Insane Hydraulics

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Using Displacement Limiters in Bent Axis Units as a Diagnostic Tool

Today I would like to talk about bent-axis variable displacement hydraulic motors, more precisely about their displacement limiters, even more precisely about the set screw type displacement limiters used in the classical bent-axis design - like the Rexroth A6VMs. Unfortunately not all bent-axis motor/pump manufacturers follow this pattern, which saddens me a great deal, because these displacement limiters, aside from their natural function of limiting the travel of the valve plate, can also serve as a good diagnostics and adjustment tool.

From the cutaway drawing, you can see that the displacement limiting screws come in direct contact with the valve plate, allowing you to literally "touch and feel" it, which can be used to determine whether the motor is at maximum or minimum displacement, without reading servo-pressures and using any but most common tools - by simply loosening a limiter and wiggling it in and out a little, just enough to "feel" if the valve plate "is there".

For example, when a hydrostatic transmission doesn't produce enough torque, one of the causes can be a variable displacement motor that is stuck at minimum displacement. Loosen the screw at maximum displacement side and check is the valve plate is there, if it is, then your problem is something else, like not enough pressure, high gear, etc...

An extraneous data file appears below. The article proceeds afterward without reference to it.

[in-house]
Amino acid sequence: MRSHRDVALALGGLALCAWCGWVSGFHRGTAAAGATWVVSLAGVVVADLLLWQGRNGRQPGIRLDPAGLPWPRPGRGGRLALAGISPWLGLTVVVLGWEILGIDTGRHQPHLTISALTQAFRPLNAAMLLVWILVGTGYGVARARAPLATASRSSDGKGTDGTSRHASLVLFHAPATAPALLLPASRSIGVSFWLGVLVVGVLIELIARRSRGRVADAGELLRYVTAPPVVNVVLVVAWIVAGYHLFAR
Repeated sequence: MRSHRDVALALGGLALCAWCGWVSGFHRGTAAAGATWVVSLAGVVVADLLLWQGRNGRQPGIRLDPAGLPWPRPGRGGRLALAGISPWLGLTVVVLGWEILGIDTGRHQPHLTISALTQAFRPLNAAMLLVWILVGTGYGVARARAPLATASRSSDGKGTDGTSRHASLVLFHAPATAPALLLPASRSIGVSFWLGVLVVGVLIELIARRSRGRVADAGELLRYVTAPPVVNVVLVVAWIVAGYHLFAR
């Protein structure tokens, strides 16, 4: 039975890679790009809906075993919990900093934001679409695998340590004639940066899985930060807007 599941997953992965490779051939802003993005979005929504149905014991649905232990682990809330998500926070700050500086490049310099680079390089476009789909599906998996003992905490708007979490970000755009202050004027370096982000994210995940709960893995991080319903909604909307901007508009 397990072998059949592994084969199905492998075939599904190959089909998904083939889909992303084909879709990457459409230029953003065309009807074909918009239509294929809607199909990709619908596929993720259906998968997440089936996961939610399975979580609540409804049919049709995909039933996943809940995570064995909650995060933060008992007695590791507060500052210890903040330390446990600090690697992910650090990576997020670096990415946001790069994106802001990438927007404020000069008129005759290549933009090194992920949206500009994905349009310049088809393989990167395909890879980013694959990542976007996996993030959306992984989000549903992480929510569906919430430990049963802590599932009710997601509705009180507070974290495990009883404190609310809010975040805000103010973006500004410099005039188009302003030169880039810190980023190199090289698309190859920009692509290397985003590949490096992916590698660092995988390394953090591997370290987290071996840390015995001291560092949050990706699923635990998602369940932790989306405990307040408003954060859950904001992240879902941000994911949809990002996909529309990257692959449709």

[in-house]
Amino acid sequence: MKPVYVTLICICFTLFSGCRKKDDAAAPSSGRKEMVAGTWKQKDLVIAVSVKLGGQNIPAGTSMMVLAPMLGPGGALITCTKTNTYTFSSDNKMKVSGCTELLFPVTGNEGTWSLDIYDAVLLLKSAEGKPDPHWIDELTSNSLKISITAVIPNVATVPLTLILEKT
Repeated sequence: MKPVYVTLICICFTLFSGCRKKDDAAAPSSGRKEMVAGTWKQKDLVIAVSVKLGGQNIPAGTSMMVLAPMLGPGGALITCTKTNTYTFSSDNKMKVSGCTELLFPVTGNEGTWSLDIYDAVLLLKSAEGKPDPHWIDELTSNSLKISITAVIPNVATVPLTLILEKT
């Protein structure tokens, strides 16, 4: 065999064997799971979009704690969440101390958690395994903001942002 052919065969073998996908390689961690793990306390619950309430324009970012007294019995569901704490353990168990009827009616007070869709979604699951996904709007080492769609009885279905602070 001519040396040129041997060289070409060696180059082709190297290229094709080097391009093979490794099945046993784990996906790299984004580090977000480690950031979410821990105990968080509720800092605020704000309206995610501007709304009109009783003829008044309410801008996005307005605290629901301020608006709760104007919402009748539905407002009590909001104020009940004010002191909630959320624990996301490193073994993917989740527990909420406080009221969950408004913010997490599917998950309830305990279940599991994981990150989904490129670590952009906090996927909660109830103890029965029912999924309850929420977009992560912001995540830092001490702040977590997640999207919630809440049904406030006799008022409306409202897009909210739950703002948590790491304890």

"Touching" the valve plate can also be a convenient way to find out exactly at what pilot pressure a displacement control starts shifting. The short video below demonstrates how easily it can be done.

In some motors, it is possible to use these screws to lock the valve plate in a certain position and eliminate any influence from the part of the motor's displacement control - again for diagnostic purposes.

Of course, this is an alternative method of "looking for the valve plate", and it can't replace the direct servo-pressure reading, however it has certain advantages - it is very simple and fast to perform, it doesn't require installing additional hydraulic fittings, and it tells you exactly when the valve plate "starts off". This ingenious technique has drawbacks too, of course, - you must have good access to the adjustment screws, it can only give you information about the end-of-travel positions, this method can only be used with bent-axis motors that follow the classical design and have adjustable displacement limiters.

By the way, in the video below you'll see that the control starts at 13 bar, but re-seats at around 12 bar. This, my friends, is its majesty hysteresis.

This little maneuver is a neat tool for you to carry along in your trick box, but remember - there's case pressure behind those screws, so don't get "too enthusiastic" screwing them out on a working machine, or this may end badly!